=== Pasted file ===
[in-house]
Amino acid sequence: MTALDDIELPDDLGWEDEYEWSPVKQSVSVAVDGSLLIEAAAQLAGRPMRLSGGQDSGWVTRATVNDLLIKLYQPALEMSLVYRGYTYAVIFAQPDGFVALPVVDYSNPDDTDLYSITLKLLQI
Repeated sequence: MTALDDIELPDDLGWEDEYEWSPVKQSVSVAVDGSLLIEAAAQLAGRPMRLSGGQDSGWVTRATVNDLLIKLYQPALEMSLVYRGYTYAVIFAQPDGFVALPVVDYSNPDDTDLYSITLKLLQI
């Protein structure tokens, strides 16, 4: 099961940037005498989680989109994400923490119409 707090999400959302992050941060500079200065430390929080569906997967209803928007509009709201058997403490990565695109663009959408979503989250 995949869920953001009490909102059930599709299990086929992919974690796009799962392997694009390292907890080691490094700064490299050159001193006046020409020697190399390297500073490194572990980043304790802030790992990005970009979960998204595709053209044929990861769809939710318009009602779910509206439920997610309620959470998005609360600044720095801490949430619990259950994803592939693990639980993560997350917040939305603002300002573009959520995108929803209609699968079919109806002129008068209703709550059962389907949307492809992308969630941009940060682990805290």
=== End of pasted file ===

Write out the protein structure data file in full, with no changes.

[in-house]
Amino acid sequence: MTALDDIELPDDLGWEDEYEWSPVKQSVSVAVDGSLLIEAAAQLAGRPMRLSGGQDSGWVTRATVNDLLIKLYQPALEMSLVYRGYTYAVIFAQPDGFVALPVVDYSNPDDTDLYSITLKLLQI
Repeated sequence: MTALDDIELPDDLGWEDEYEWSPVKQSVSVAVDGSLLIEAAAQLAGRPMRLSGGQDSGWVTRATVNDLLIKLYQPALEMSLVYRGYTYAVIFAQPDGFVALPVVDYSNPDDTDLYSITLKLLQI
């Protein structure tokens, strides 16, 4: 099961940037005498989680989109994400923490119409 707090999400959302992050941060500079200065430390929080569906997967209803928007509009709201058997403490990565695109663009959408979503989250 995949869920953001009490909102059930599709299990086929992919974690796009799962392997694009390292907890080691490094700064490299050159001193006046020409020697190399390297500073490194572990980043304790802030790992990005970009979960998204595709053209044929990861769809939710318009009602779910509206439920997610309620959470998005609360600044720095801490949430619990259950994803592939693990639980993560997350917040939305603002300002573009959520995108929803209609699968079919109806002129008068209703709550059962389907949307492809992308969630941009940060682990805290």